Properly Spliced and Diced

Splice by Cipher Prime

Published: June 19. 2012

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Cipher Prime explores a new form of gene therapy with Splice.

The spark for Cipher Prime’s upcoming Splice came from a rather challenging place. “Well, Dain started with a very simple idea: How do you make genetic engineering super easy to understand?” says studio cofounder and creative director Will Stallwood. The consensus was actually, well, no you can't, but the idea of playing around with genetic code brought about the basic concept: Simple rules, when linked together, form complex patterns. “That sort of idea that all life on earth is governed by pairings of four measly molecules is pretty astonishing, and really -- astonishing is one of the best things a game can be.”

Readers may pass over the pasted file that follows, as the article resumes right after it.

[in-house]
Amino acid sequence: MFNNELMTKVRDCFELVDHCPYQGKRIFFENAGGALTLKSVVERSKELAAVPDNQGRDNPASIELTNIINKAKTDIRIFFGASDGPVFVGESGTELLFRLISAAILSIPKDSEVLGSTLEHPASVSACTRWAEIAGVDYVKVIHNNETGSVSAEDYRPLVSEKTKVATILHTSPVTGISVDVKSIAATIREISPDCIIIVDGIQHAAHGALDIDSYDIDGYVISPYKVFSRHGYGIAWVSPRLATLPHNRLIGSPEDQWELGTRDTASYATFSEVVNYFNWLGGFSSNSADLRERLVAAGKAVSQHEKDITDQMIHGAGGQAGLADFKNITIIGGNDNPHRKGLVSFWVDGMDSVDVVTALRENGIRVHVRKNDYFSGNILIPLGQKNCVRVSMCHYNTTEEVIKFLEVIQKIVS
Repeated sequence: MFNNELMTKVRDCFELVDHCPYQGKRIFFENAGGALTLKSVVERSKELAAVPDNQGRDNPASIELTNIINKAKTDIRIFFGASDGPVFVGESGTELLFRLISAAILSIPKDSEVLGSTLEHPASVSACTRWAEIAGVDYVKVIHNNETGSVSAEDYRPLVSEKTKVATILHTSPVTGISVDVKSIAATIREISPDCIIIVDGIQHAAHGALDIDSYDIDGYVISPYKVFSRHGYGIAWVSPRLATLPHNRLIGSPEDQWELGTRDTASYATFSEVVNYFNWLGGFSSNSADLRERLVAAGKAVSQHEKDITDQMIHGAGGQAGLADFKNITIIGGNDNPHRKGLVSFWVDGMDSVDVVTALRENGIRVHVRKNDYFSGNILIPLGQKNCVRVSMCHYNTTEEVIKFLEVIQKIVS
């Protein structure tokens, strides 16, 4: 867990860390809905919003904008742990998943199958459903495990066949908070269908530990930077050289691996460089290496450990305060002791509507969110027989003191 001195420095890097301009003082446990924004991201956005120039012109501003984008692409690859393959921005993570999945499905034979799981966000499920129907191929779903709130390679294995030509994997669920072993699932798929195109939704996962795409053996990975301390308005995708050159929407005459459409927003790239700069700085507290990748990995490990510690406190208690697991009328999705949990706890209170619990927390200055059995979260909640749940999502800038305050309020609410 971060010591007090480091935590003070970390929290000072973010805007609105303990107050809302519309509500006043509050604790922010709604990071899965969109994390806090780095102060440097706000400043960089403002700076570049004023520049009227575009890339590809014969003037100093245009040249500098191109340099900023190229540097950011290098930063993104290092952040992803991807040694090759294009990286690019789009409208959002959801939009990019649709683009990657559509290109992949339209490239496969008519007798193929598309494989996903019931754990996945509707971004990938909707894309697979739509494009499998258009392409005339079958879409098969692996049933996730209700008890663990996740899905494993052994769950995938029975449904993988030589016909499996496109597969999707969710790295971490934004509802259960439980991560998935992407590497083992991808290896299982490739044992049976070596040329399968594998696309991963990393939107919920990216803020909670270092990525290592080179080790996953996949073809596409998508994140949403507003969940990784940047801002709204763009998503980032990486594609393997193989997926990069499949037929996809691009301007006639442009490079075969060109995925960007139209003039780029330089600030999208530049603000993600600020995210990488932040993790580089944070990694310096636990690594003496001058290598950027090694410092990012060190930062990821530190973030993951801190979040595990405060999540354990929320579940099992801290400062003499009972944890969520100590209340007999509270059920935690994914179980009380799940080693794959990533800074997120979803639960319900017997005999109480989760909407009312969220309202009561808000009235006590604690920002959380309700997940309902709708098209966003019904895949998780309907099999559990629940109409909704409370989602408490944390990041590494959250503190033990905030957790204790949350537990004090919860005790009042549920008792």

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Splice asks player to pull apart and piece together genetic components into their corresponding outlines to form bacteria-like shapes. The rewards come in the simple satisfaction of getting it right, and if you use fewer than the amount of required “splices” per puzzle, you’re on to the next one. Much like its previous iPad hit Pulse, Splice weaves color and music together to create its atmospherics, which dovetail with the addictive gameplay. For the look of the game, we went with an aesthetic that's half researcher's computer, half French-noir flick, and wrote a Philip Glass-inspired soundtrack,” says Stallwood. “So, yeah. We have no idea what's going on either.”